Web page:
While I found Grave Mercy to be a fun book despite its heavy themes, "fun" is not a word I would ever use to describe Dark Triumph. Better choices would be "beautiful," "well-written," "haunting," and "intense." If you're anything like me, there will be several points where you will feel compelled to set the book down and walk away for a breath of fresh air. You may also find yourself giving strangers the side eye, because humans are perverted, y'all.

Darkness. Depravity. Gloom. Turmoil. Depression. Death. That's Sybella's life. That is what she endured for fourteen years and what she allowed herself to return to on behalf of the convent. Is it any wonder that the woman is a little unbalanced? Yet this time, she is not alone. After the battle, Sybella received an order from the Abbess. D'Albret has taken a captive, and Sybella must free him.


Why the happy dance GIF? Because that captive is none other than my man, my #1 favorite secondary character from all of 2012, the Beast of Waroch. Beast is, by far, the highlight of the novel. Kind, gentlemanly (in his own way), and loyal, Beast is nevertheless far from the ideal romantic lead. He is described as tall with pockmarked skin, a closely shaven head, and a long, jagged scar carved into the side of his face. Instead of the dashing prince, he is an ogre. [To find out how I picture him, visit my Pinterest page.]

As you may have suspected, Beast's ugly outer shells protects a fiercely beating heart of gold. And they're a good match, Beast and Sybella. Best is renowned on the battlefield for his battle rage, a state that overtakes him and turns him into a killing machine. It took a swarm of d'Albret's men to bring him down. As such, he understands and even appreciates Sybella's own thirst for justice. Unlike Ismae, who was unsettled at the idea of taking a life, Sybella is often depicted as joyfully participating in battle, as Beast points out in one scene.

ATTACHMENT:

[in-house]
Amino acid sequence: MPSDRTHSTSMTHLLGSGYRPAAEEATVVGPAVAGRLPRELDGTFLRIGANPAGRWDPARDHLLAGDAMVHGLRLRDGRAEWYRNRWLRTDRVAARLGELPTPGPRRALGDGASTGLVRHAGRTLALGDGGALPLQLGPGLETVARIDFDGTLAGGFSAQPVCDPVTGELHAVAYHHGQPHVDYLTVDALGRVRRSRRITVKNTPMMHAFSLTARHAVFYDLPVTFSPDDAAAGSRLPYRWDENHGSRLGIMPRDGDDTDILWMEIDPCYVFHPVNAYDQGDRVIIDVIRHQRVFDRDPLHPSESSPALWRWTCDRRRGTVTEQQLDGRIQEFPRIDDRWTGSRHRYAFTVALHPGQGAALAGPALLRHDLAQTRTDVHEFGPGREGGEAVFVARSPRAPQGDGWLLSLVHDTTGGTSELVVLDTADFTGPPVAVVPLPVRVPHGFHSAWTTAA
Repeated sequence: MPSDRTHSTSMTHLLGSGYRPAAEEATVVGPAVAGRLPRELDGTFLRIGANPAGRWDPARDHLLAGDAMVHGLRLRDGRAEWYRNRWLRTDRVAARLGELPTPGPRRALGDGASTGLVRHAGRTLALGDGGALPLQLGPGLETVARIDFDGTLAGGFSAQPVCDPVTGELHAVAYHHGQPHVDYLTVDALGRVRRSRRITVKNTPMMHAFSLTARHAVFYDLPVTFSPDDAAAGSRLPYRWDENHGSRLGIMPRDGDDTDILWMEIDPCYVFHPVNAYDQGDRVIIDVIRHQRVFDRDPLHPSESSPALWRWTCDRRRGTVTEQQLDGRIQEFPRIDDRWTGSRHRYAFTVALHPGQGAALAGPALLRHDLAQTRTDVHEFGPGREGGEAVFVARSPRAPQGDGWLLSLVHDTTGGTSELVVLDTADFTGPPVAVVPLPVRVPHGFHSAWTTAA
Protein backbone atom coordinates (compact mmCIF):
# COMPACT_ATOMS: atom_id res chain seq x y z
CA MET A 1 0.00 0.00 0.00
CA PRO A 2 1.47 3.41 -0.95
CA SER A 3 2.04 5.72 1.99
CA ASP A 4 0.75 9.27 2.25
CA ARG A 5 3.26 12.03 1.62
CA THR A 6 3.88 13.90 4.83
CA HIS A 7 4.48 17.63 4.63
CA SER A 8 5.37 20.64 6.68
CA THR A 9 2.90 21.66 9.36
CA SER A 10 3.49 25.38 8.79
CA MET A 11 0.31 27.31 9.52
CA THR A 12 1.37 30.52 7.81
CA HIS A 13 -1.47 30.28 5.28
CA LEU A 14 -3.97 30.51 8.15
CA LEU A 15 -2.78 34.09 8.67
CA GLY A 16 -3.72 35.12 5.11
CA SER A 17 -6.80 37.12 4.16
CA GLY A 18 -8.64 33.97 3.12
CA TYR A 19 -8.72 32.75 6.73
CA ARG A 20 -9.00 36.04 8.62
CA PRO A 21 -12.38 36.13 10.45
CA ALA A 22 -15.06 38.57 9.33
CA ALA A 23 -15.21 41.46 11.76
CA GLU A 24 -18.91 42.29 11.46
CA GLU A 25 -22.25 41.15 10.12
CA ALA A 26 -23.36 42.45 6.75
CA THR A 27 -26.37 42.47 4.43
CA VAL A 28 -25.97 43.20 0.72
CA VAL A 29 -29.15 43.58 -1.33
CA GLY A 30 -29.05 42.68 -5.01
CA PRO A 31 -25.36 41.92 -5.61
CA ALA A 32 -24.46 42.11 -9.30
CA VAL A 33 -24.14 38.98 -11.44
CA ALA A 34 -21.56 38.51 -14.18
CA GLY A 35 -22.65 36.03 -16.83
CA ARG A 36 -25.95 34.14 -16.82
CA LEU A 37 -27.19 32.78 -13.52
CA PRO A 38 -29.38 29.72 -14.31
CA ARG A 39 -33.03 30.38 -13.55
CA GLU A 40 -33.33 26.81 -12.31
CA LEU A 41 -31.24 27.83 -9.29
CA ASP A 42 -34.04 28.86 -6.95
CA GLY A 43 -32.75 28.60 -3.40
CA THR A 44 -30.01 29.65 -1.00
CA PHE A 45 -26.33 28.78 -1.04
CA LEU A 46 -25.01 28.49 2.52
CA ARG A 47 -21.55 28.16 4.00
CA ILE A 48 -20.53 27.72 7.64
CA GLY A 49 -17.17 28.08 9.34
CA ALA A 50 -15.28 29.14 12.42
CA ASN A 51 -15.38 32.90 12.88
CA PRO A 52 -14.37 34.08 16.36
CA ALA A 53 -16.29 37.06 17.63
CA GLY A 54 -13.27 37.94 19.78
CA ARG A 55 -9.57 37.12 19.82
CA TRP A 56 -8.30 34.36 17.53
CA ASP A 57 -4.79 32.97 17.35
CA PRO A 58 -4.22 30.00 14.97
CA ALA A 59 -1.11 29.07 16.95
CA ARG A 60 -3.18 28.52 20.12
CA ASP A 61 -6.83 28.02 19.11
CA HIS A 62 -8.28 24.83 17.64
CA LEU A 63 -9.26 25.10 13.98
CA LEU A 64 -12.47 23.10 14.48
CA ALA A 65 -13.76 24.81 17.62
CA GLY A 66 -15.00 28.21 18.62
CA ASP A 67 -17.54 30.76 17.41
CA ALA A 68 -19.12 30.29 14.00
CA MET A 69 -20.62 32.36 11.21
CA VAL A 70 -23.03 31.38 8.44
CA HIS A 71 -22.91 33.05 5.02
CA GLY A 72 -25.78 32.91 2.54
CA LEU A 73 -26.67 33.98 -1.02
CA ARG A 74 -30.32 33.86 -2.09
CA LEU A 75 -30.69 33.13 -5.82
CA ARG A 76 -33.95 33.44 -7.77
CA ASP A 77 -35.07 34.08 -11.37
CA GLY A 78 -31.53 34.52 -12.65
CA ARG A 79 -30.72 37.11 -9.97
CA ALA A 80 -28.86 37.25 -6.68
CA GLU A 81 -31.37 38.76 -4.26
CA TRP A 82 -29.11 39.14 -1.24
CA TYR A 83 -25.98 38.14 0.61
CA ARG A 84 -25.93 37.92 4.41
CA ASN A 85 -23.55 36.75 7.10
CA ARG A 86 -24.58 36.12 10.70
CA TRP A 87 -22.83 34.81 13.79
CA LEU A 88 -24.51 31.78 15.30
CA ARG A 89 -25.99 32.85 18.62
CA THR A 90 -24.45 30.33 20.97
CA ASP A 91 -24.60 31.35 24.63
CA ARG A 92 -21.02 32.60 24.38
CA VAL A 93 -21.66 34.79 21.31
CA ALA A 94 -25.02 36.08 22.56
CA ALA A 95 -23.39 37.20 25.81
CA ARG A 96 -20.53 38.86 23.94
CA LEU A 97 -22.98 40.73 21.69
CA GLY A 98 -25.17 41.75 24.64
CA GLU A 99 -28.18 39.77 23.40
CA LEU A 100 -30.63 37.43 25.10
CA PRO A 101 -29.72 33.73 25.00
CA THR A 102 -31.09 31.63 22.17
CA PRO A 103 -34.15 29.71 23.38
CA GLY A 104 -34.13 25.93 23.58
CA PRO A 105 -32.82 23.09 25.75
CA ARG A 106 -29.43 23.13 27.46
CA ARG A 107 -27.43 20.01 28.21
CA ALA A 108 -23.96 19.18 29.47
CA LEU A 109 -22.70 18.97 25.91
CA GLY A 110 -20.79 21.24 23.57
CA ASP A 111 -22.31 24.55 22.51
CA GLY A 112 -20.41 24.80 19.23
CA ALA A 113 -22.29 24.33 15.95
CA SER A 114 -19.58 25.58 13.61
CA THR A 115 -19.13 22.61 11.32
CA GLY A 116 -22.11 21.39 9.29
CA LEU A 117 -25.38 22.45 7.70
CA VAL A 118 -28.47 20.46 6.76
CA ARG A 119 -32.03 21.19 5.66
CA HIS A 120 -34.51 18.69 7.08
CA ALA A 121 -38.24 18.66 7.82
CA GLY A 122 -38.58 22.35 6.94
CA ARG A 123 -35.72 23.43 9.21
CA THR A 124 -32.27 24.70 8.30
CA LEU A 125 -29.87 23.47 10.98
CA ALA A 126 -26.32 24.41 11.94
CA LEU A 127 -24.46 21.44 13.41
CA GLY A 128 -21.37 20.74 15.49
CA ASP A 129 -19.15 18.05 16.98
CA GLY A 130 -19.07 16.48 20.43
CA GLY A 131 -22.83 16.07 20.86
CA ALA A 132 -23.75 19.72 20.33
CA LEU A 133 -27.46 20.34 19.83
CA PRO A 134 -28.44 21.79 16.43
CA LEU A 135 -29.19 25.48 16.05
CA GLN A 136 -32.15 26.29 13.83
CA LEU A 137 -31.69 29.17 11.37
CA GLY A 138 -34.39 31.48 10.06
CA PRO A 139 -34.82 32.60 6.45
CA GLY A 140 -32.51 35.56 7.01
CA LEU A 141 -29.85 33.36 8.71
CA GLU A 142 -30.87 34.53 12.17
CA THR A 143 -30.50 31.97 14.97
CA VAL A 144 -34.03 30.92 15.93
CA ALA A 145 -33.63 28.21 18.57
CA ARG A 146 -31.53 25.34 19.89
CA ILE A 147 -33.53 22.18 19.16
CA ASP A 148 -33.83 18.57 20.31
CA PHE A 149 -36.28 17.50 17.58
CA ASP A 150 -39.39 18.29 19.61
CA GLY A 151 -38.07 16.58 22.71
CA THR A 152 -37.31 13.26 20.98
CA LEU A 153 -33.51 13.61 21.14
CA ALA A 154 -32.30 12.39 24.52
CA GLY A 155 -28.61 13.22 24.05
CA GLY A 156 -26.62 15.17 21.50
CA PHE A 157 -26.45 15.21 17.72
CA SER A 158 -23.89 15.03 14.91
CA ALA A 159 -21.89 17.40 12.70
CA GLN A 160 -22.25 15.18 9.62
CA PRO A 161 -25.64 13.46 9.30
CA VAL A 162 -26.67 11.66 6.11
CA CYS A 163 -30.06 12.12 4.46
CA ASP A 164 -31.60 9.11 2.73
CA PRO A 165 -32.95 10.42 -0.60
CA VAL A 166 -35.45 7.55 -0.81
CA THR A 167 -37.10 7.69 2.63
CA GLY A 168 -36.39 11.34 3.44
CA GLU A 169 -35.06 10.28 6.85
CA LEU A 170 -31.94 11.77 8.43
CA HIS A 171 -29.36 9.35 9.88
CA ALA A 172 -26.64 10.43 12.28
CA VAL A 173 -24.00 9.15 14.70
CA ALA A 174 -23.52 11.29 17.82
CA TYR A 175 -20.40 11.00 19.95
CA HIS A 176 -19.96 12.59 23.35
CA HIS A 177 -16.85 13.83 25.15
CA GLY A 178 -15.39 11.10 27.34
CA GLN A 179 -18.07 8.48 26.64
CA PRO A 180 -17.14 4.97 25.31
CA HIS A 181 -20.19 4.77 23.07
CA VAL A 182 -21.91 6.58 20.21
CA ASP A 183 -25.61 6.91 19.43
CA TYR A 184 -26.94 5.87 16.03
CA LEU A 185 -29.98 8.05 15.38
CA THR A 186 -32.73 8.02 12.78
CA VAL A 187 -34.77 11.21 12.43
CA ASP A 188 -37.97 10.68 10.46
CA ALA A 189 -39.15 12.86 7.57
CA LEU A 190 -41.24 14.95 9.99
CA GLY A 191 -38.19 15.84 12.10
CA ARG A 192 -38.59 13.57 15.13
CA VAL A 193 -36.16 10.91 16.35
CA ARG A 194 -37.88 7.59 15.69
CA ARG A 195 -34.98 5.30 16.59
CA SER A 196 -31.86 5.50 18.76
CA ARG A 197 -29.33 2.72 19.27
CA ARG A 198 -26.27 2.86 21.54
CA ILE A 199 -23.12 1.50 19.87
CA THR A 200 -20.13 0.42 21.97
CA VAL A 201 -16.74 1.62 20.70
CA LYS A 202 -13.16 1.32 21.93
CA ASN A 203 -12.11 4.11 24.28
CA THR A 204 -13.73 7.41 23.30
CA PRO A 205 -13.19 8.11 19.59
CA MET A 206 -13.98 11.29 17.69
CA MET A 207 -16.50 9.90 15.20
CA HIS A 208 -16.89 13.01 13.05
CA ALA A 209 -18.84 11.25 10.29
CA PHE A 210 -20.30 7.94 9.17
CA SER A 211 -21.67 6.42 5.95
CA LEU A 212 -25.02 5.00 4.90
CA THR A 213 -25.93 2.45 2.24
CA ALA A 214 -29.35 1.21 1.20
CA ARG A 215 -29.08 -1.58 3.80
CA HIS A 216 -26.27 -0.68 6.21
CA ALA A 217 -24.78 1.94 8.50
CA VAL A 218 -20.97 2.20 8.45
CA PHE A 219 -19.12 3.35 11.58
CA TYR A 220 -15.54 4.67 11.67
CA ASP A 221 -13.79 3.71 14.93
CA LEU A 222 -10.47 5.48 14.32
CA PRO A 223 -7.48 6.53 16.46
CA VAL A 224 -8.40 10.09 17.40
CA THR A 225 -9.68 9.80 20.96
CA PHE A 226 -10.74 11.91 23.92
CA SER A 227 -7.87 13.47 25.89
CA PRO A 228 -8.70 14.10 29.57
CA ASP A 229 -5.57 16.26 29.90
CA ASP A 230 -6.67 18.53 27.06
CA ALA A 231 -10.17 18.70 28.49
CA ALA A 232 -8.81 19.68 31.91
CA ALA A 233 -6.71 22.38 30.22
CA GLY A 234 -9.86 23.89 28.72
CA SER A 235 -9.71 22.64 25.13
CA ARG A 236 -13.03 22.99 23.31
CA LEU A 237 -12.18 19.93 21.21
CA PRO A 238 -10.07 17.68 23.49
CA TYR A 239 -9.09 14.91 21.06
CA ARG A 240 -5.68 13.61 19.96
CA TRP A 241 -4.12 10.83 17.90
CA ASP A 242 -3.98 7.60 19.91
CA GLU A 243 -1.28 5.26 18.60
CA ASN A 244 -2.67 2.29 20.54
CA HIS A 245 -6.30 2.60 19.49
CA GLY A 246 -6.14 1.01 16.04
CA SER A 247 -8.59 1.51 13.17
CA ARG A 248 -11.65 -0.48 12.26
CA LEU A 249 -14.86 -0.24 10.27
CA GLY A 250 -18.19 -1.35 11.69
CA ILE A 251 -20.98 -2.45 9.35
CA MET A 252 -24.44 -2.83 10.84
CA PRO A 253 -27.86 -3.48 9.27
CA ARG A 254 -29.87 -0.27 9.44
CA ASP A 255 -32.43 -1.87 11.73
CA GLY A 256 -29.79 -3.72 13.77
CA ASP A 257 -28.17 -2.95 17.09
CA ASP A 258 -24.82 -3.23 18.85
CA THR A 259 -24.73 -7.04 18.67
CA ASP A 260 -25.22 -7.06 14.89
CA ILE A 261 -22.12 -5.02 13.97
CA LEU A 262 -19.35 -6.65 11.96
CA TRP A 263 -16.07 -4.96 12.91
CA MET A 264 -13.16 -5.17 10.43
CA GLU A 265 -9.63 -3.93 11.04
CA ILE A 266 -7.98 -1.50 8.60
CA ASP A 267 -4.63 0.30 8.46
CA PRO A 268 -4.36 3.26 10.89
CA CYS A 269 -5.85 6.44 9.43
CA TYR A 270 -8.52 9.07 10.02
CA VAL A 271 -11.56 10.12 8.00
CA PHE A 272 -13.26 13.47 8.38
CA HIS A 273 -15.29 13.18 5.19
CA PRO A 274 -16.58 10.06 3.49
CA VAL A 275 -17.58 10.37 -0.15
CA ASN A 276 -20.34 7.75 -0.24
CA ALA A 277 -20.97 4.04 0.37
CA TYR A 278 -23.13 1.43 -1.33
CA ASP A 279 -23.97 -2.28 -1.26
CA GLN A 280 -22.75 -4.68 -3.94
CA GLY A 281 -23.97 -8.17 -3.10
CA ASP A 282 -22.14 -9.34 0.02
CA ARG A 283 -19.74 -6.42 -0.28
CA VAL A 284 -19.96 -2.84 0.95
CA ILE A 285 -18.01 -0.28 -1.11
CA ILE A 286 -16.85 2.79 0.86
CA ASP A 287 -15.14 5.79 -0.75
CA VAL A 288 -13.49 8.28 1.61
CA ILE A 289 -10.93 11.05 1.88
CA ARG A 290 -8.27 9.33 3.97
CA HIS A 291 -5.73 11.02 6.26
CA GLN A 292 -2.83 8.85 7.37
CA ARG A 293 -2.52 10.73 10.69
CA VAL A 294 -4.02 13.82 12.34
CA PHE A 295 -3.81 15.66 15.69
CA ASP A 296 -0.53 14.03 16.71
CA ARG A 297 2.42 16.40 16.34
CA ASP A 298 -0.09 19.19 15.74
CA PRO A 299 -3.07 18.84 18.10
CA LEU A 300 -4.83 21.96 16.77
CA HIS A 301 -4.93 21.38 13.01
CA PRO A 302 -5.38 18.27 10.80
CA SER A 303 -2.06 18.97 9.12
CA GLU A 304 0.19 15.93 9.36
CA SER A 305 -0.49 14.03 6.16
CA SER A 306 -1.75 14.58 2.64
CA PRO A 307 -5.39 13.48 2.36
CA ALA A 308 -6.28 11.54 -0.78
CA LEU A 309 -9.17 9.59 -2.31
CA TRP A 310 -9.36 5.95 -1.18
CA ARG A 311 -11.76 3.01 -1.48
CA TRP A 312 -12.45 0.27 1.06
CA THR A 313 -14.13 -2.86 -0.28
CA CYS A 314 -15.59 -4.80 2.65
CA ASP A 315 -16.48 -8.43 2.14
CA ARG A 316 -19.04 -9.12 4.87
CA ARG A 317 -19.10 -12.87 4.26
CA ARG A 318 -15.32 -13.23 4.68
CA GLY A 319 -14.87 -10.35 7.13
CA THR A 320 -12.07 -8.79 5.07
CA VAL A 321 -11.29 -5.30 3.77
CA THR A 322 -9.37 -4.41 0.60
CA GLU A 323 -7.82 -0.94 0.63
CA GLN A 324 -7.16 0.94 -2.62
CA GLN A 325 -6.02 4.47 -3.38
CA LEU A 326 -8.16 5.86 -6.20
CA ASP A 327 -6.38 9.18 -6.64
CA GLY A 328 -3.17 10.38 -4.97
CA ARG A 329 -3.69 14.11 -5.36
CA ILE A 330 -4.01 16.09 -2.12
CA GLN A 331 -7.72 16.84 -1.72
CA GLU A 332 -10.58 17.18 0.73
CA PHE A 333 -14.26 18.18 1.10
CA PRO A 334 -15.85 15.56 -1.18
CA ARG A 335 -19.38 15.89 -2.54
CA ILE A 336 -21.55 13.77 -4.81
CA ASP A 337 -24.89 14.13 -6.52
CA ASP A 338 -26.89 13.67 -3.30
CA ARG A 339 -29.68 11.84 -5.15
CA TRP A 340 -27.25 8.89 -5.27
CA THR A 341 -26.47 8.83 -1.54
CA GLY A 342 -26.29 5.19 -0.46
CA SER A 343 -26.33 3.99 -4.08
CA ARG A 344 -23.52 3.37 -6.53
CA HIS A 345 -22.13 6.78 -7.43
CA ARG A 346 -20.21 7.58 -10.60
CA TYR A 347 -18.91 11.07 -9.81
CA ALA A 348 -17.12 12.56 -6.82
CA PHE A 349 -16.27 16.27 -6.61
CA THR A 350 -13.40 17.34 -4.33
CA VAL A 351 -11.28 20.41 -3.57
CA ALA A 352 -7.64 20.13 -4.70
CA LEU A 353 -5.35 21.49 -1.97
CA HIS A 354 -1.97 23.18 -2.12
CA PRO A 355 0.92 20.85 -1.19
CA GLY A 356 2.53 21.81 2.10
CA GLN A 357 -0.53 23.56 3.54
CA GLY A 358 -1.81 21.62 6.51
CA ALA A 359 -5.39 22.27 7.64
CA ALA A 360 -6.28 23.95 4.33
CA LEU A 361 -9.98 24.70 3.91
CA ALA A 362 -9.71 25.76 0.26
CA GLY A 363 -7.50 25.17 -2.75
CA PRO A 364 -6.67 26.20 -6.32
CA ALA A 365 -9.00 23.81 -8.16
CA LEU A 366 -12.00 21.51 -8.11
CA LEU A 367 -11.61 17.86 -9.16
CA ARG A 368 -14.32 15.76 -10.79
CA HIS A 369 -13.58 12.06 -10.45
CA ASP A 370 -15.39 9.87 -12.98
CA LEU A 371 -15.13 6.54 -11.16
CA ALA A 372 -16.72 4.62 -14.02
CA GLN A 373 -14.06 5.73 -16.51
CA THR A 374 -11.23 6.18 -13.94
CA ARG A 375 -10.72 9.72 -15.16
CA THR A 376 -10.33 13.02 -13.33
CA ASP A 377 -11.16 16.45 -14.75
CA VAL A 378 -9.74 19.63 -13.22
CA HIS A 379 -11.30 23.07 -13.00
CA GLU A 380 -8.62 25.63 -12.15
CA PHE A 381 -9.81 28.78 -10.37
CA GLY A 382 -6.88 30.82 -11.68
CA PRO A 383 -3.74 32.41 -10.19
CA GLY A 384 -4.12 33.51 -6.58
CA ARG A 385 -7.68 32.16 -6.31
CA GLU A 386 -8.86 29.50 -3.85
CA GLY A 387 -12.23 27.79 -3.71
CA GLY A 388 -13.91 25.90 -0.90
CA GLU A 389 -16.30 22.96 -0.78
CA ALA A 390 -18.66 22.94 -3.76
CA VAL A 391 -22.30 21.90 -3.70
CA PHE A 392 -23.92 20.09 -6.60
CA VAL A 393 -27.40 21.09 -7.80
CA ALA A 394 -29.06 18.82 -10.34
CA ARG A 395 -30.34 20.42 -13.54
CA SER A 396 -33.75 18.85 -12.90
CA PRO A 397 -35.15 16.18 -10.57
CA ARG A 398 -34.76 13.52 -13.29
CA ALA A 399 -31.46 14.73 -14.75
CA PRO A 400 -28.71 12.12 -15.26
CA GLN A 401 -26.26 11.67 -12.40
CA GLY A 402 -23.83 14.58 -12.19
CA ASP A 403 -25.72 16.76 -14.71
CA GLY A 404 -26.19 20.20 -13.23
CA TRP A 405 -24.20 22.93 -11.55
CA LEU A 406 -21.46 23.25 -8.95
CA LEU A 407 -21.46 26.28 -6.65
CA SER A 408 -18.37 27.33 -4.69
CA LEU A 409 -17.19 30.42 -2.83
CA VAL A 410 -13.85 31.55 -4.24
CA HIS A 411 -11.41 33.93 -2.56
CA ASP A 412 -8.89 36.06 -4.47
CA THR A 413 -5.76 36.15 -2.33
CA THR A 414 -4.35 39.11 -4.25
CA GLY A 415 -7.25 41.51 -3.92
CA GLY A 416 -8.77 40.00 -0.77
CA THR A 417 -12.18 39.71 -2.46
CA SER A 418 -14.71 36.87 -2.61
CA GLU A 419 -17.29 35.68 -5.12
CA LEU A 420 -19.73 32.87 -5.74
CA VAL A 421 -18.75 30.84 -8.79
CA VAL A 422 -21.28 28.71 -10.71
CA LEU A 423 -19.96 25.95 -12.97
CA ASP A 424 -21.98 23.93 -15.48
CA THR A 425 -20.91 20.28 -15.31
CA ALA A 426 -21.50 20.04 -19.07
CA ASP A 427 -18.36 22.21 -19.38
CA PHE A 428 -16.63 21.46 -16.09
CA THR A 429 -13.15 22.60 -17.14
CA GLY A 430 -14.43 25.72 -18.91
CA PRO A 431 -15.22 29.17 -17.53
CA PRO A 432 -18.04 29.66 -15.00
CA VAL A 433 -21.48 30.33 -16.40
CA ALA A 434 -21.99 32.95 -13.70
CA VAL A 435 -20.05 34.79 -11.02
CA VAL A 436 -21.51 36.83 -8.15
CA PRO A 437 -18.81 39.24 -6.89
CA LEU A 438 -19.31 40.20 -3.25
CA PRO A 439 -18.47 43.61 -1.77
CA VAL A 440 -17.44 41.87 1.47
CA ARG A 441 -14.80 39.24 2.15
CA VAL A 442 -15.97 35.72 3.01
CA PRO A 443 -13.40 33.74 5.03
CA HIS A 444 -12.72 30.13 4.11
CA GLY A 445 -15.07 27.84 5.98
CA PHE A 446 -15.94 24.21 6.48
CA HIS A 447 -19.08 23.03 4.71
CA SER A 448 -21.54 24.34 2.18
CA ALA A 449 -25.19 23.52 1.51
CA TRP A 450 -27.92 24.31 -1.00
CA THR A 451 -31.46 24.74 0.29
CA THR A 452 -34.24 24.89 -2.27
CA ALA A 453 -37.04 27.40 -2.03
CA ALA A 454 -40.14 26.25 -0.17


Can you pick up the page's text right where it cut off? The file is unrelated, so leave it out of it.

"I've never met a lady who enjoys her work as much as I do mine."

"My work?"

"Killing. Assassin-ing."
Have I mentioned that Beast is funny, too?

I loved watching these two discover the different aspects of each other and learn to care for each other beyond the affection of allies. If anything, the pacing of the romance is my one solid complaint against Dark Triumph. While the focus of the novel is (rightly) placed on Sybella and her own struggles, I wish I could have seen more development between Sybella and Beast. Given Sybella's struggles and the precedent of Ismae and Duval's slow burn, the "L-word" arrived much too quickly in this story for my taste.

Whereas Grave Mercy wooed me from start to finish, Dark Triumph builds on me more slowly. I love it now, but it will continue to make itself a comfortable place in the back of my mind, revealing itself to be more and more delightful with each new appraisal. A month after reading Dark Triumph, I still find myself pausing to examine it at odd times. I think about how much I loathe d'Albret, love Beast, feel for Sybella, and hate the abbess. Any book that inspires that much emotion in a reader is sure to stick around for a long, long time.

It's a scary thing, reading the sequel to a favorite book, but Dark Triumph did not let me down. It's a well-deserved companion to Grave Mercy, a welcome addition to my shelf, and a work that the author can be proud of. I strongly suggest anyone in need of a well-crafted, gorgeous historical novel to pick up both books in the His Fair Assassin series ASAP.

Points Added For: The handling of Sybella and her psyche, BEAST!!, being thoroughly engrossing and moving, a spot-on balance between the intricacies of Sybella's personal life and the overarching narrative of Duchess Anne's fight against the French.

Points Subtracted For: MORE ROMANCE! shouts the demanding reader.

Good For Fans Of: Grave Mercy, Bluebeard, quality historical fiction, the Graced series by Kristin Cashore (d'Albret is very Leck-esque).

Notes For Parents: Some language, incest, attempted rape, violence.

Buy The Book Now at The Book Depository, Free Delivery World Wide

Note: I received a digital copy of this novel from the publisher via NetGalley for review.

Don't forget to check out the schedule of events for the blog tour and enter to win your own copy of Dark Triumph or Grave Mercy!